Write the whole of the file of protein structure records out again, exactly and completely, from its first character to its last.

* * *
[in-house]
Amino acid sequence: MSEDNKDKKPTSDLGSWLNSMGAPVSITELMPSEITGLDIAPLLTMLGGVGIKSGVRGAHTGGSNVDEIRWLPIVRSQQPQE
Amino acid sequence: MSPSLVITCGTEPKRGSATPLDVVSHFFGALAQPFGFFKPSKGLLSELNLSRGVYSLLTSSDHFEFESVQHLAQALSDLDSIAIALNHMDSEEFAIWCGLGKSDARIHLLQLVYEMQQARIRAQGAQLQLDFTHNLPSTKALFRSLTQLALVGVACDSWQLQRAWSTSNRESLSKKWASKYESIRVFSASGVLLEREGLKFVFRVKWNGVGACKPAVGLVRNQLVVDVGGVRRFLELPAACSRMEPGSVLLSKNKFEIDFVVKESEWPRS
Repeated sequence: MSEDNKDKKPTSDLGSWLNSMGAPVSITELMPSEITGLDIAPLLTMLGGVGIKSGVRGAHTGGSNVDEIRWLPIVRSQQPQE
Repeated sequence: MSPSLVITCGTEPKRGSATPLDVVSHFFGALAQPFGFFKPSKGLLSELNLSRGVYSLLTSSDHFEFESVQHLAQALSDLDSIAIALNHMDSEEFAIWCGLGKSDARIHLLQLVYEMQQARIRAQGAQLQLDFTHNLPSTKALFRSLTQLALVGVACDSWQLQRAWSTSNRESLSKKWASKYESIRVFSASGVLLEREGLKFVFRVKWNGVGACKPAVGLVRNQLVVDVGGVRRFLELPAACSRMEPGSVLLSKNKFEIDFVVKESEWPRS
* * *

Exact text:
[in-house]
Amino acid sequence: MSEDNKDKKPTSDLGSWLNSMGAPVSITELMPSEITGLDIAPLLTMLGGVGIKSGVRGAHTGGSNVDEIRWLPIVRSQQPQE
Amino acid sequence: MSPSLVITCGTEPKRGSATPLDVVSHFFGALAQPFGFFKPSKGLLSELNLSRGVYSLLTSSDHFEFESVQHLAQALSDLDSIAIALNHMDSEEFAIWCGLGKSDARIHLLQLVYEMQQARIRAQGAQLQLDFTHNLPSTKALFRSLTQLALVGVACDSWQLQRAWSTSNRESLSKKWASKYESIRVFSASGVLLEREGLKFVFRVKWNGVGACKPAVGLVRNQLVVDVGGVRRFLELPAACSRMEPGSVLLSKNKFEIDFVVKESEWPRS
Repeated sequence: MSEDNKDKKPTSDLGSWLNSMGAPVSITELMPSEITGLDIAPLLTMLGGVGIKSGVRGAHTGGSNVDEIRWLPIVRSQQPQE
Repeated sequence: MSPSLVITCGTEPKRGSATPLDVVSHFFGALAQPFGFFKPSKGLLSELNLSRGVYSLLTSSDHFEFESVQHLAQALSDLDSIAIALNHMDSEEFAIWCGLGKSDARIHLLQLVYEMQQARIRAQGAQLQLDFTHNLPSTKALFRSLTQLALVGVACDSWQLQRAWSTSNRESLSKKWASKYESIRVFSASGVLLEREGLKFVFRVKWNGVGACKPAVGLVRNQLVVDVGGVRRFLELPAACSRMEPGSVLLSKNKFEIDFVVKESEWPRS